In a joint publication today (18 December 2018), Defra (Department for Environment, Food & Rural Affairs) and the Environment Agency have set out how they will preserve material resources by minimising waste, promoting resource efficiency and moving towards a circular economy in England.
The strategy sets out how they plan to double resource productivity and eliminate avoidable waste of all kinds (including plastic waste) by 2050, which is an ambitious aim.
The strategy sets out three main objectives to:
- preserve our stock of material resources by minimising waste, promoting resource efficiency and moving towards a circular economy
- minimise the damage caused to our natural environment by reducing and managing waste safely and carefully
- deal with waste crime
Building on the earlier publication: 25 Year Environment Plan (see our post: A Green Future: Our 25 Year Plan to Improve the Environment), it claims to combine actions with firm commitments to give a clear, longer-term policy direction for the next 25 years.
The Strategy document seeks to extend the use-life of the materials and goods, so that society can move away from an inefficient ‘linear’ economic model of ‘take, make, use, throw’ towards a more, circular economy (re-use, re-manufacture, repair, recycle). This change to a circular economy should facilitate retaining resources in use for as long as possible allowing the maximum value to be extracted by a process of recovery and regeneration of products and materials at the end of their lifespan.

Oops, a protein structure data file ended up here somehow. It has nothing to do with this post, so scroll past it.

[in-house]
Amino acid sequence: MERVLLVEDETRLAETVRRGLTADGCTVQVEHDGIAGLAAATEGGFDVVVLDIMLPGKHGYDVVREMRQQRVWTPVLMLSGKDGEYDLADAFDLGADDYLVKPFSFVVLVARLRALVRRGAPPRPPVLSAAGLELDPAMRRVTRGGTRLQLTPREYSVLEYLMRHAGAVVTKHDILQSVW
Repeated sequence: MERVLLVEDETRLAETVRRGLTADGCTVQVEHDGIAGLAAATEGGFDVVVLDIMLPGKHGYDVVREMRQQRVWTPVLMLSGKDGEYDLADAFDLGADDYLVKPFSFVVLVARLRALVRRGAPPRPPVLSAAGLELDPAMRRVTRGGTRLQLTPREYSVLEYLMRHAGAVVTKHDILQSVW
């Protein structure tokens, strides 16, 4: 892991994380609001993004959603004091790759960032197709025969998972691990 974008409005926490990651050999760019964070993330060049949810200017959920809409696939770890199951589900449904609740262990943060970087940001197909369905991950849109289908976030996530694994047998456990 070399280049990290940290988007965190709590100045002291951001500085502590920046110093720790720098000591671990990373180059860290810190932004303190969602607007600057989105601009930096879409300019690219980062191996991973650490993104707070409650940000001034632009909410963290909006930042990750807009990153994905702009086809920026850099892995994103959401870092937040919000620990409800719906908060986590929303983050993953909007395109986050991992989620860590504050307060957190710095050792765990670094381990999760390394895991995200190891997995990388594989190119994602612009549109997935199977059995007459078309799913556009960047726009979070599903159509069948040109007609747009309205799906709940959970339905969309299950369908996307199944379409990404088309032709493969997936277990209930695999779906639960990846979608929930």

The Strategy will be over-shadowed in the popular media by weekly food waste collections and, maybe, monthly general waste collections, the confusion of what plastic waste can be recycled & deposit schemes for returned bottles (not a new idea but its time has come around again). Once you get beyond these issues, there is a lot to like in the Strategy but it is not perfect and does not provide all the answers on how to transition to a circular economy.
You can review the contents of the Strategy, which is available as a free download in the links below, and comprises two documents:
Our waste, our resources: a strategy for England